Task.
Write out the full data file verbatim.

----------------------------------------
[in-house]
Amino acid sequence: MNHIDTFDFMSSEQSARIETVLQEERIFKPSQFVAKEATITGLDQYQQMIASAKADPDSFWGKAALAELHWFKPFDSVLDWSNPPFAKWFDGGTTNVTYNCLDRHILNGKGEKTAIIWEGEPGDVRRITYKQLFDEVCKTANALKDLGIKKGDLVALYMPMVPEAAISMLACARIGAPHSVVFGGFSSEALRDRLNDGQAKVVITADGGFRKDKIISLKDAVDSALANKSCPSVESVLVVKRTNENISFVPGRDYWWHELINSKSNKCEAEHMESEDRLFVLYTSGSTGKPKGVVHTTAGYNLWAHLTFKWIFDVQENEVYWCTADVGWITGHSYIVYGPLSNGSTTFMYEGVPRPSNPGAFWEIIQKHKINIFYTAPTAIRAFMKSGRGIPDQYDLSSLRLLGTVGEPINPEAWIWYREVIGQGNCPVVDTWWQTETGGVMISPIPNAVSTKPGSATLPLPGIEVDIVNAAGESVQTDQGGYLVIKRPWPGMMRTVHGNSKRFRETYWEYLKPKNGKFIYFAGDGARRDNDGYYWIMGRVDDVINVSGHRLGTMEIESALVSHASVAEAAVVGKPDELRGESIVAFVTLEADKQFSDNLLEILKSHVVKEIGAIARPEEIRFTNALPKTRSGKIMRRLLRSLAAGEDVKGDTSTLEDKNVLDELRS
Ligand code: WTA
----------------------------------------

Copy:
[in-house]
Amino acid sequence: MNHIDTFDFMSSEQSARIETVLQEERIFKPSQFVAKEATITGLDQYQQMIASAKADPDSFWGKAALAELHWFKPFDSVLDWSNPPFAKWFDGGTTNVTYNCLDRHILNGKGEKTAIIWEGEPGDVRRITYKQLFDEVCKTANALKDLGIKKGDLVALYMPMVPEAAISMLACARIGAPHSVVFGGFSSEALRDRLNDGQAKVVITADGGFRKDKIISLKDAVDSALANKSCPSVESVLVVKRTNENISFVPGRDYWWHELINSKSNKCEAEHMESEDRLFVLYTSGSTGKPKGVVHTTAGYNLWAHLTFKWIFDVQENEVYWCTADVGWITGHSYIVYGPLSNGSTTFMYEGVPRPSNPGAFWEIIQKHKINIFYTAPTAIRAFMKSGRGIPDQYDLSSLRLLGTVGEPINPEAWIWYREVIGQGNCPVVDTWWQTETGGVMISPIPNAVSTKPGSATLPLPGIEVDIVNAAGESVQTDQGGYLVIKRPWPGMMRTVHGNSKRFRETYWEYLKPKNGKFIYFAGDGARRDNDGYYWIMGRVDDVINVSGHRLGTMEIESALVSHASVAEAAVVGKPDELRGESIVAFVTLEADKQFSDNLLEILKSHVVKEIGAIARPEEIRFTNALPKTRSGKIMRRLLRSLAAGEDVKGDTSTLEDKNVLDELRS
Ligand code: WTA